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|Title:||Compression mechanism of HoBaCo4O7, a compound with oxygen absorption/desorption capabilities|
|Citation:||Juarez-Arellano, E. A., Avdeev, M., Macquart, R. B., Friedrich, A., Morgenroth, W., Wiehl, L., & Winkler, B. (2007). Compression mechanism of HoBaCo4O7, a compound with oxygen absorption/desorption capabilities. In HASYLAB Annual Report 2007. Hamburg, Germany. Research Centre of the Helmholtz Association. pp. 985.|
|Abstract:||Recently, a new family of isostructural cobaltates (MBaCo4O7, M = In, Y, Ln) has been synthesized . These cobaltates belong to a new class of geometrically frustrated magnets which not only exhibit interesting magnetic-, electronic-, thermoelectric- and electrochemical-properties; but they also have a remarkable low-temperature oxygen absorption/desorption capability which makes them suitable as oxygen sensors, oxygen permeation membranes and solid oxide fuel cells (SOFCs) [2-3]. For example, YBaCo4O7+δ reversibly absorb and desorb oxygen up to δ ≈ 1.5 in a narrow temperature range, 470-673 K . Hence, an amount of oxygen that corresponds to ~20% of the total oxygen content is readily loaded or removed being triggered by just a tiny change in temperature or atmosphere. This oxygen capability substantially exceeds in the overall magnitude and in the response sensitivity to those achieved with, for example, SrFeO3 (perovskite structure) and YBa2Cu3O7 (perovskite-like structure) . It is well known that the oxygen diffusion properties of perovskite-like compounds are affected not only by the temperature and surrounding oxygen partial pressure but also by their crystal structures. Therefore, a different crystal structure will result in different oxygen diffusion properties. There is currently a discussion about whether the MBaCo4O7 crystallizes in the space group P63mc or in the trigonal subgroup P31c at room temperature; or whether MBaCo4O7 undergoes temperature-induced structural phase transitions at low temperature or not. Nothing is known about the influence of pressure on MBaCo4O7 compounds, but the apparent thermal instability suggests that these compounds will undergo structural phase transitions at elevated pressure. © 2021 HASYLAB|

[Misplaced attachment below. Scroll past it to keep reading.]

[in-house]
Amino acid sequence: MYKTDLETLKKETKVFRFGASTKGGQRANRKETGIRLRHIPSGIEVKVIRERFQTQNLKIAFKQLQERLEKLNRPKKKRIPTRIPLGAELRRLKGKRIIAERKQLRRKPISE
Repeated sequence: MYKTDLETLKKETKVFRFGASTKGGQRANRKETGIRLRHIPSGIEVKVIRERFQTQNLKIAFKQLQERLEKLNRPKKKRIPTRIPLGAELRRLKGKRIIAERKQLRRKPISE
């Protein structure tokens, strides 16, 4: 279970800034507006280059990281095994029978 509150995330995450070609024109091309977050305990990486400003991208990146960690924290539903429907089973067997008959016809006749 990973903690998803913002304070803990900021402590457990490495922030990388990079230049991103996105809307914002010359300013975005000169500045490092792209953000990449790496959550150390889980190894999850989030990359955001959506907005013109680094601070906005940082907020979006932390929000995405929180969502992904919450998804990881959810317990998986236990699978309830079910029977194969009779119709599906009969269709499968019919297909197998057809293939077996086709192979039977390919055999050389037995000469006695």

|Appears in Collections:||Conference Publications|
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